Giancoli's Physics: Principles with Applications, 7th Edition
1
Introduction, Measurement, Estimating
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1-4: Measurement, Uncertainty, Significant Figures
1-5 and 1-6: Units, Standards, SI, Converting Units
1-7: Order-of-Magnitude Estimating
1-8: Dimensions

Question by Giancoli, Douglas C., Physics: Principles with Applications, 7th Ed., ©2014, Reprinted by permission of Pearson Education Inc., New York.
Problem 30
Q
Estimate the number of gallons of gasoline consumed by the total of all automobile drivers in the U.S., per year.
A
$1.3 \times 10^{11} \textrm{ gallons/year}$

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VIDEO TRANSCRIPT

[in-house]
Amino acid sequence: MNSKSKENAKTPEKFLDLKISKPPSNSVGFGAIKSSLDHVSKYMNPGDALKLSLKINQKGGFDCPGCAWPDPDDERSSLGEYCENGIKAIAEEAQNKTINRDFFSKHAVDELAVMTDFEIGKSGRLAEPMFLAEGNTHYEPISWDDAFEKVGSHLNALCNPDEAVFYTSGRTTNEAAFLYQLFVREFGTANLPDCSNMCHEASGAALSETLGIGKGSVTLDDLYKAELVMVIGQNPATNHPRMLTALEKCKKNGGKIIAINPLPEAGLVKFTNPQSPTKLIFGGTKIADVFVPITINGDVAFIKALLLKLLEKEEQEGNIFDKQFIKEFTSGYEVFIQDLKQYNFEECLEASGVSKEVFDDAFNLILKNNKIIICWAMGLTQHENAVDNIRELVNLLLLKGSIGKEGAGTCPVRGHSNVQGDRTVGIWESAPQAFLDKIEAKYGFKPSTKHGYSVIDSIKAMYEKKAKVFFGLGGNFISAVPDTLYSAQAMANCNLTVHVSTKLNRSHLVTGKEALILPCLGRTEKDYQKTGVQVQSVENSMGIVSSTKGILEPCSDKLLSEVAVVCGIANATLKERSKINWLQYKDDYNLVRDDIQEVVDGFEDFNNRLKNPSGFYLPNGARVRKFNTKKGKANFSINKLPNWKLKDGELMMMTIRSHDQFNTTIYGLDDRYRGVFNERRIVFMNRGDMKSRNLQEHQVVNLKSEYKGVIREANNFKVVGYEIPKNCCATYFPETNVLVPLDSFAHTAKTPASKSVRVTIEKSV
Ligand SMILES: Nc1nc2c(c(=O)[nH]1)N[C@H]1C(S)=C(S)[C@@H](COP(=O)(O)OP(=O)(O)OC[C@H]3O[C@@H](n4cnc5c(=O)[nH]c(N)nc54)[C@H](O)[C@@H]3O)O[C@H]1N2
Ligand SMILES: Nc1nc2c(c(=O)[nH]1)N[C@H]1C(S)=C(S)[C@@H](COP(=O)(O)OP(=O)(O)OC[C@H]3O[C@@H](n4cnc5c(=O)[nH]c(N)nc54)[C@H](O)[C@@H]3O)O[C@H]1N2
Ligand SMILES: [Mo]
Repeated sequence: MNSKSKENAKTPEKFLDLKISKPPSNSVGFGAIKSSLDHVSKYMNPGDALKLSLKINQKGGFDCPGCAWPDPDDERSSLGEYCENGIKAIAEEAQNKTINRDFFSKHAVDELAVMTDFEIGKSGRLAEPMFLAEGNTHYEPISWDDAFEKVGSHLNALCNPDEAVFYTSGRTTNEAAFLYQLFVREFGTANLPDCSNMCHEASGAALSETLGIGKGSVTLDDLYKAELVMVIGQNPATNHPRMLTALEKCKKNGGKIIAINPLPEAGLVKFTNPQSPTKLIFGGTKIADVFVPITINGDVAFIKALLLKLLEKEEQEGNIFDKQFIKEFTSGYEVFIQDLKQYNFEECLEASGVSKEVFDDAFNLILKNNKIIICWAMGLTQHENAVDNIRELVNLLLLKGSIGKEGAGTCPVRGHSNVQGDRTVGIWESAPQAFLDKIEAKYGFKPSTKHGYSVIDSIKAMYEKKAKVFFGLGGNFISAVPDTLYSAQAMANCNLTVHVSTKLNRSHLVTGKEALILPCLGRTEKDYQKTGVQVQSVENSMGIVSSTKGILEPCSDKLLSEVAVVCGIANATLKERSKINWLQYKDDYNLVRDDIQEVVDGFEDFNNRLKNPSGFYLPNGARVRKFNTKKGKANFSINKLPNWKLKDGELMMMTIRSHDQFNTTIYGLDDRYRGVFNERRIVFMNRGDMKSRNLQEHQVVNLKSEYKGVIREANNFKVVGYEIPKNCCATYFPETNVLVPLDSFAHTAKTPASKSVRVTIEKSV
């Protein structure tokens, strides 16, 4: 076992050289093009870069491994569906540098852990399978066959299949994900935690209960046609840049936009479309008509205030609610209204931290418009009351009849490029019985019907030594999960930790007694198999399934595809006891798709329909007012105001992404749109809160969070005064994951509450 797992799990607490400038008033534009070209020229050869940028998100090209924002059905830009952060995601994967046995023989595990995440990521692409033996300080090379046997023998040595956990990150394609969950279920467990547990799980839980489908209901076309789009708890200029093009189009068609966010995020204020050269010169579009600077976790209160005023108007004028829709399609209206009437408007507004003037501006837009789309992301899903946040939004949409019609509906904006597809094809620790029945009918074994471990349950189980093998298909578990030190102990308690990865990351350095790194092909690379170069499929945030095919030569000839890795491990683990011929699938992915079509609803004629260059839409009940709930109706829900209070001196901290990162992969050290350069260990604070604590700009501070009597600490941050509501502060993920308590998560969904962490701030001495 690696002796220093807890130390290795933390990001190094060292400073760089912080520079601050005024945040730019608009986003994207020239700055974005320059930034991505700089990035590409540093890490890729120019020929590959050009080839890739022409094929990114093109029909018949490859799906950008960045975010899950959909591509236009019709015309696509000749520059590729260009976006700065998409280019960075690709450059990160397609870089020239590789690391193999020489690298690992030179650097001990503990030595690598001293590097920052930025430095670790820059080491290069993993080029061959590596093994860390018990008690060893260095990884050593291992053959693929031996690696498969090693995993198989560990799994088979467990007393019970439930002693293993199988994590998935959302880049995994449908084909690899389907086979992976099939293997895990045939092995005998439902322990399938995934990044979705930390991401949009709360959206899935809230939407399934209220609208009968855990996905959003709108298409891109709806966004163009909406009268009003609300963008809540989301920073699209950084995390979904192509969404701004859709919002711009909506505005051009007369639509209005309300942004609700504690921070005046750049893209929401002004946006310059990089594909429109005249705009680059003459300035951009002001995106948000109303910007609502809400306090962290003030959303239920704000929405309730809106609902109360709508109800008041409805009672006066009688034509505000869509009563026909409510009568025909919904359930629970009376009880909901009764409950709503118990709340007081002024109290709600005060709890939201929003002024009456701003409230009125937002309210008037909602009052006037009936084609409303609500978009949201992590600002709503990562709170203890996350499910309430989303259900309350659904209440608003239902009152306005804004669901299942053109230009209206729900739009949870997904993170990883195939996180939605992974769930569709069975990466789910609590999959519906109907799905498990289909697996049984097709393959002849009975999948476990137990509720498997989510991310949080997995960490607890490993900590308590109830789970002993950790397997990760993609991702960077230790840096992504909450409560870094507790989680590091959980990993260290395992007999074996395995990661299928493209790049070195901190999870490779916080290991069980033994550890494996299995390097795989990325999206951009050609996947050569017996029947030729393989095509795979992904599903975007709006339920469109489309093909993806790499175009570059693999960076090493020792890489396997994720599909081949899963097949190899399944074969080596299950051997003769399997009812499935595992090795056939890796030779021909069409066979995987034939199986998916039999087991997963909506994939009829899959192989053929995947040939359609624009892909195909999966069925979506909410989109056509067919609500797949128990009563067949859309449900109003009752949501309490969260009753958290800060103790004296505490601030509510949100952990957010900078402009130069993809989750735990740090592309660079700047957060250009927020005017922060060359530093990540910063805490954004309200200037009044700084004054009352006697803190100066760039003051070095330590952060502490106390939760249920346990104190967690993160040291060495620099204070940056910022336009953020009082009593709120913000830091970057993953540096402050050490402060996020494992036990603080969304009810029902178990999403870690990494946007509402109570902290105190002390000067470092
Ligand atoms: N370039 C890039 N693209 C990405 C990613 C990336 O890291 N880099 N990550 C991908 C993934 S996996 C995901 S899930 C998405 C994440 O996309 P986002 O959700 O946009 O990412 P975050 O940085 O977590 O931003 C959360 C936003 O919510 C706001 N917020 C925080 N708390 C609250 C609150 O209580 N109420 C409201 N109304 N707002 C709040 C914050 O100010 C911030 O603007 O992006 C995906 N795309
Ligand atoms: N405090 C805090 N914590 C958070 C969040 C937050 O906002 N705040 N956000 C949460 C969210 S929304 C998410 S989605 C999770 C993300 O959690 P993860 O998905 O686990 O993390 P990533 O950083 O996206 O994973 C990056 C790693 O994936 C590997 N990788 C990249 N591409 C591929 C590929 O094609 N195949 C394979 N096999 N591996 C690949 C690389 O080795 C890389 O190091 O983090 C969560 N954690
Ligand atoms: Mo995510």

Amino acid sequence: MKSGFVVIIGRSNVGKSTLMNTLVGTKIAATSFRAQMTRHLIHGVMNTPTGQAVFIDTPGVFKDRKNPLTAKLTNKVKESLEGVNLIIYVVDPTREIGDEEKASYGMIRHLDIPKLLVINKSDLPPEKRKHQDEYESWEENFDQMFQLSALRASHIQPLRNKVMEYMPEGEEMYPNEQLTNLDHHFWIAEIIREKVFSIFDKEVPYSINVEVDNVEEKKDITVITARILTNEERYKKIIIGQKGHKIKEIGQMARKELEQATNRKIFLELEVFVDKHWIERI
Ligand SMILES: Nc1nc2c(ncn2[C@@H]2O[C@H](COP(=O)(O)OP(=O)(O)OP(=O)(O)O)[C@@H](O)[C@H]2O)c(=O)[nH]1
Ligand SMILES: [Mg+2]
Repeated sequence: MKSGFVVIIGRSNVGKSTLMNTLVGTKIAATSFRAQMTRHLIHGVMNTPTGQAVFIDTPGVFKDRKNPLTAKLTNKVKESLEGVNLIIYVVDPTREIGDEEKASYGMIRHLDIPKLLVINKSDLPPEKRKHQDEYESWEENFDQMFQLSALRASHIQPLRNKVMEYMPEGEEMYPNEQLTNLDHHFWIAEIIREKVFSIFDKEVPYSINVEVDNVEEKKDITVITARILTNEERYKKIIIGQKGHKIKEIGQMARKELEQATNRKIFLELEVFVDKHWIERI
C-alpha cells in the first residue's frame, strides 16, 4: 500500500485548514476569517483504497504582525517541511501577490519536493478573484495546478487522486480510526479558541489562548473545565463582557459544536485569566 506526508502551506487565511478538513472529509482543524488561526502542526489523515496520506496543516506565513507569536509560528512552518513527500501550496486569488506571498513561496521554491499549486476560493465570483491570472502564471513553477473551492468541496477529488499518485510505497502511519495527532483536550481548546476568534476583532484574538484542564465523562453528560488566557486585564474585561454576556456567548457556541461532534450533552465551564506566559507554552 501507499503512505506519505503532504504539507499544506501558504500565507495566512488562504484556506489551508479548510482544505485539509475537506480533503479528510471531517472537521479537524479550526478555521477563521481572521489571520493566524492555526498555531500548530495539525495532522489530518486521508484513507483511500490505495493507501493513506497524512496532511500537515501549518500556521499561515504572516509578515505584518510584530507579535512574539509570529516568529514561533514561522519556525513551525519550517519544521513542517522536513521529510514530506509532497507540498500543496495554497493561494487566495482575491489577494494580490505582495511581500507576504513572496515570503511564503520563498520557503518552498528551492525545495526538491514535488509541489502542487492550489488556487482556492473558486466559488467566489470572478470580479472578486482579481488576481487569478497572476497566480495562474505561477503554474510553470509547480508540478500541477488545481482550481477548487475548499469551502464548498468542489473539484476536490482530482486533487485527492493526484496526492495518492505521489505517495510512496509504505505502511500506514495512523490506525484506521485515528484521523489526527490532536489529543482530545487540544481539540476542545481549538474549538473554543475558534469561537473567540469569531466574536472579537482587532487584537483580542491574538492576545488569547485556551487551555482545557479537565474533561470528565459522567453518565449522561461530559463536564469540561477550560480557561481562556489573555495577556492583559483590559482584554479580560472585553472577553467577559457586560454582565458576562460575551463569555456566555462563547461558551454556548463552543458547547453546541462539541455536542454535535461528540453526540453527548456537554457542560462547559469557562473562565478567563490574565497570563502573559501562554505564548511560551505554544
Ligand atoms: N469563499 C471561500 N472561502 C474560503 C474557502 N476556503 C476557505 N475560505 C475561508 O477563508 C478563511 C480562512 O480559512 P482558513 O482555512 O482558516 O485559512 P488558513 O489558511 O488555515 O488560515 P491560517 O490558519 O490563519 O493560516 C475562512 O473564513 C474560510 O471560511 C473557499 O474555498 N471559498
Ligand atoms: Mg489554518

This is Giancoli Answers with Mr. Dychko. To figure out the total amount of gas burned by all drivers in the US, we'll have to figure out or estimate the number of drivers that there are and multiply that by the number of miles each driver drives per year and then multiply it by the average fuel efficiency of vehicles in the US. And it turns out that a lot of this information is available; the government keeps statistics on the number of drivers so this website—department of transportation, dot.gov— Federal Highway Administration, it has the number of licensed drivers in the US. and looking way down here, we have number of drivers is this third column here and in 2010, there were 210 million drivers; this is in millions as you can see from the axis label on the y-axis there. So that's 210 million drivers in the US in 2010. So that's where this 210 times 10 to the 6 comes from, 210 million drivers. We'll just say the average distance per year for each driver is 15000 miles per year; average fuel efficiency, I had to look that one up too and the government also has stats on that so over here in at the Environmental Protection Agency, they have fuel efficiency trends; in 2012, average fuel economy was 23.6 miles per gallon. So plug that number in and we have 210 times 10 to the 6 drivers times 15000 miles per driver and then 1 gallon for every 23.6 miles we have units on opposite sides of the fraction canceling here leaving us with gallons per year for all drivers combined. So we have 1.3 times 10 to the 11 gallons per year so that's 130 billion gallons per year is our estimate. And we can compare that with the reality because the government keeps really careful track of how much gas is taxed in the US. So this is highway statistics series again and net gallons taxed every year and looking at 2010, that's 170 million here but this is thousands of gallons so put another three zeros on the end of this; this is 170 billion gallons of gas taxed in the US in 2010. So that's a 170 billion compared to our 130 billion and we actually expect our estimate to be a little bit low because we have not accounted for commercial drivers like truckers who will go a lot farther than 15000 miles per year we haven't accounted for airplanes, you know, all the gas consumed by all those jets is not included here. So I guess that would make up for the difference perhaps of this 0.4 billion gallons per year that we didn't capture in our estimates here.

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